During the process of tuning parameters, we have to listen to the synthesized sound directly in order to assess its plausibility and draw up some clues to improve the synthesis and then repeat these steps in several cycles. However, this subjective tuning approach may fail due to listener fatigue, and when we cannot distinguish the difference between different versions of the synthesis. When the parameters are finally tuned well and the sound is synthesized, a listening test is often required to evaluate its plausibility and sound quality. However it is also worthwhile to explore some objective metrics to evaluate the plausibility of the synthesized sounds. So far, there is no standard metric for this kind of evaluation. In this paper, Zwicker sound quality metrics as applied in the automobile industry including Loudness, Sharpness and Roughness are used to explore whether these metrics are sensitive for different parameter sets used in the synthesis. If a metric is sensitive to the variation of parameters, it can provide useful information for the objective evaluation of plausibility.

3.1 Loudness

Loudness is a metric representing the effect of the energy content of sound which is related to the decibel (dB) scale. In addition to energy consideration, Loudness is also dependent on the frequency content of a sound corresponding to the characteristics of human hearing. Mathematically, Loudness can be calculated as follows (8):

24Barks

0

'

N

N dz

(4)

Where

N

is the overall Loudness (in Sone),

N

'

is the specific Loudness for the critical band (in Sone), and

z

is the critical band rate (in Bark). The calculation is based on the programme in ISO 532/R (16) to obtain a series of time-varying Loudness values.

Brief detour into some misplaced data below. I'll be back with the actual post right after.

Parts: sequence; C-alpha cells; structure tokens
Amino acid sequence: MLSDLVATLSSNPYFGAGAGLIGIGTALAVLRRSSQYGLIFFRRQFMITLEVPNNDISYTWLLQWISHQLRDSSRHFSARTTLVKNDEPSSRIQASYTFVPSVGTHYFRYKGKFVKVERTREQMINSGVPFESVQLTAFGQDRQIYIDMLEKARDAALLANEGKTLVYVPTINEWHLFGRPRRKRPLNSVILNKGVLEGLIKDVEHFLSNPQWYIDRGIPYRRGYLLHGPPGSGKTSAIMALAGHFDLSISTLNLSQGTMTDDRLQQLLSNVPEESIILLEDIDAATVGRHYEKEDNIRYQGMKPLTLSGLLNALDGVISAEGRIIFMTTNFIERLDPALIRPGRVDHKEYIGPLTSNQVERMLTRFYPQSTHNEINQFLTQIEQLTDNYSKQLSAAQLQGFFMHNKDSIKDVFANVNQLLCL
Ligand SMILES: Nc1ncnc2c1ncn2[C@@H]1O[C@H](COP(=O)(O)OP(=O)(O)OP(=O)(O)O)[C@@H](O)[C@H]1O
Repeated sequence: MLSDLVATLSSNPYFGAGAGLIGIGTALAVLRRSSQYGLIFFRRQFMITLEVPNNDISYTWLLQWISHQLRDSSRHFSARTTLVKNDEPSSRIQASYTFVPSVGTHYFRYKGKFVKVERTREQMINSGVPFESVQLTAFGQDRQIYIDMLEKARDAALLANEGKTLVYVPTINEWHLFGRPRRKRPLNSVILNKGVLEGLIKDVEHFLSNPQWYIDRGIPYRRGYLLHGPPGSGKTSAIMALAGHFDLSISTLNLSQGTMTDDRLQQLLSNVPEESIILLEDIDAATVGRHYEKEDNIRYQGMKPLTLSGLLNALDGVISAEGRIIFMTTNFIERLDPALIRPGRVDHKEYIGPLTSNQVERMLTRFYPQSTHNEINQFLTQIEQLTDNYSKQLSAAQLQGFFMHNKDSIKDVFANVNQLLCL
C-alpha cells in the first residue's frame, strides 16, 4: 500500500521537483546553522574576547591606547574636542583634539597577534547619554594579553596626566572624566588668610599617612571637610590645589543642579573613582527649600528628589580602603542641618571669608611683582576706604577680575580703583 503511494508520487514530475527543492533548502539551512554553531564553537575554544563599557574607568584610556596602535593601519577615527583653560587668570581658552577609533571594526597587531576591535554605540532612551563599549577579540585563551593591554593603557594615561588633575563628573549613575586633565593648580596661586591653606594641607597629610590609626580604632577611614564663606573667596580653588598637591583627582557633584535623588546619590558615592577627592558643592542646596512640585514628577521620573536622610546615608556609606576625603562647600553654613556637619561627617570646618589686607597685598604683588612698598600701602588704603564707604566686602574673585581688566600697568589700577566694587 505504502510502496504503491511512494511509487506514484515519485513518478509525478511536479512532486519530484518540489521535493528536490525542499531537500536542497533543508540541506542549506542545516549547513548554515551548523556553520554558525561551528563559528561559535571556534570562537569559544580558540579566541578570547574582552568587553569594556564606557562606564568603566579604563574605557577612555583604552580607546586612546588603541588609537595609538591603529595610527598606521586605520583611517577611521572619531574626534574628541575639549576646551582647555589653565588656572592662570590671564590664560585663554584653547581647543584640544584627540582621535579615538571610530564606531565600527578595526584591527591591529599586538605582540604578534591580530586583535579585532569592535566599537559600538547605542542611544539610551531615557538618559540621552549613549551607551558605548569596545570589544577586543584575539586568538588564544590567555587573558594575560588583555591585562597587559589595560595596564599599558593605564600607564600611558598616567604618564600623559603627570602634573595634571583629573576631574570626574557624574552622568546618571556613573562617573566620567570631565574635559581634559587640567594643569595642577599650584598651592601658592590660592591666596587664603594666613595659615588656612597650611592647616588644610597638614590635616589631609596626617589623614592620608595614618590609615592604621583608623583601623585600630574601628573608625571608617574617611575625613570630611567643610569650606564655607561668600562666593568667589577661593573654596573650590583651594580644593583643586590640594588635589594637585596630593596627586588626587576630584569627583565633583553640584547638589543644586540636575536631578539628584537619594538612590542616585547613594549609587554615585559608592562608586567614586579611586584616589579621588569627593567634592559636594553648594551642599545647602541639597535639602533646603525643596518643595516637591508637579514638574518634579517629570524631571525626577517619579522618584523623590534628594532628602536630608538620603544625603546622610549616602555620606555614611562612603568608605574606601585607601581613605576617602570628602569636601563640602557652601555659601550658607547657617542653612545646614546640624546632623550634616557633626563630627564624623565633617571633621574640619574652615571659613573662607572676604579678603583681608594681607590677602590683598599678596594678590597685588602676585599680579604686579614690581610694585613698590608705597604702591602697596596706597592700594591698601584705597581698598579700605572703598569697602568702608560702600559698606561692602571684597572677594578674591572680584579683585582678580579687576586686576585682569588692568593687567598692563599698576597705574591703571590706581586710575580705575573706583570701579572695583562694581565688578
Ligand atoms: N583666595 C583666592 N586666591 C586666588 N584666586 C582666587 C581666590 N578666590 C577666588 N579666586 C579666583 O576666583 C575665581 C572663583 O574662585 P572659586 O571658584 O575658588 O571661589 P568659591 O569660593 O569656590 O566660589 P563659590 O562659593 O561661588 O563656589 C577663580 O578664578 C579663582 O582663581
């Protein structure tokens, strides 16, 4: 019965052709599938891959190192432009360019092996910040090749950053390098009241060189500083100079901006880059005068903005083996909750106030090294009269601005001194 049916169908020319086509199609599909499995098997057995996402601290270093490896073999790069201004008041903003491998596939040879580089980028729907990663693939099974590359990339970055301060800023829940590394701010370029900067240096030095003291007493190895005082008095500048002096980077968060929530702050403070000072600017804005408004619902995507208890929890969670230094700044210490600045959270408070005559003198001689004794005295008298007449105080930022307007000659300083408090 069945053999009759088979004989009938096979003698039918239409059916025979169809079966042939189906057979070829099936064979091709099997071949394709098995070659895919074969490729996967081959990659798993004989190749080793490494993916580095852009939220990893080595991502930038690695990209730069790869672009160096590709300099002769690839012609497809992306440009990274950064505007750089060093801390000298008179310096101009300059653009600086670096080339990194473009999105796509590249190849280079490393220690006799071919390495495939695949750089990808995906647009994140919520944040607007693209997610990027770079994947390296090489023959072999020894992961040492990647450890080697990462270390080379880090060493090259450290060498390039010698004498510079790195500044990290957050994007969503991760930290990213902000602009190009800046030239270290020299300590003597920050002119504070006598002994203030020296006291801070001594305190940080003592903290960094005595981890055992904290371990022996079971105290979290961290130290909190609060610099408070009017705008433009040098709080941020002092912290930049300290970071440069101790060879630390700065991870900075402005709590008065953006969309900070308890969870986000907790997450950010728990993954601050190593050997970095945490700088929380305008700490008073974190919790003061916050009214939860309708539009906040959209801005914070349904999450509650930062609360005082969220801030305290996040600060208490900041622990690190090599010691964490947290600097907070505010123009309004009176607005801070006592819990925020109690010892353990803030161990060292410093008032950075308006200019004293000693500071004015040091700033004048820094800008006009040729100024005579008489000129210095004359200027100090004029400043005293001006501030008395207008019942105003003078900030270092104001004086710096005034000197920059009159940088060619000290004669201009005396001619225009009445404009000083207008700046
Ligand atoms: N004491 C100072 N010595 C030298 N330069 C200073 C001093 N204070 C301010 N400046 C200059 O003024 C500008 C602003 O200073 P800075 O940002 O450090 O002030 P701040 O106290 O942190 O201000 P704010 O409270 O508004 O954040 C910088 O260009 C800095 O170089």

3.2 Sharpness

Sharpness is a measure of the high frequency content of a sound. The greater the proportion of high frequencies the ‘sharper’ the sound. Although it is a metric that is still not standardized, the Sharpness metric proposed by Zwicker has been widely used as it provides a useful measure of the high frequency content which is considered important to the quality of the product. The unit of Zwicker Sharpness is ‘acum’. A sound with Sharpness of 1 acum is defined as ‘a narrow band noise

(8)

24Barks

0 24Barks

0

' '( )

=0.11

'

N g z z dz

S

N dz

 

(5)

Where

S

is Sharpness (in acum),

N

'

is the specific Loudness for the critical band,

z

is the critical band rate (in Bark),

g z

'( )

is a weighting function with different values for different critical band rate (an example of weighting function can be found in (8)).

3.3 Roughness

Roughness is a complex effect which quantifies the subjective perception of rapid (15 -300 Hz) amplitude modulation of a sound. The unit of Roughness is ‘asper’. A sound with Roughness of 1 asper is defined as ‘a 60dB, 1kHz tone that is 100% modulated in amplitude at a modulation frequency of 70Hz’. Although it is a metric that is still not standardized, Roughness has also been widely used in the automobile industry to describe the sound quality of the product, such as the engine roaring and the tyre noise. Mathematically, Roughness can be calculated as follows:

24

mod 0

=

Barks

R cal

f

 

L dz

(6)

Where

R

is Rharpness (in asper),

cal

is a calibration factor,

z

is the critical band rate (in Bark),

f

mod is the frequency of modulation (in Hz), and

L

is the perceived masking depth (in dB, representing the differences between the maximum and the minimum of the temporal masking pattern).

4. RESULTS AND DISCUSSION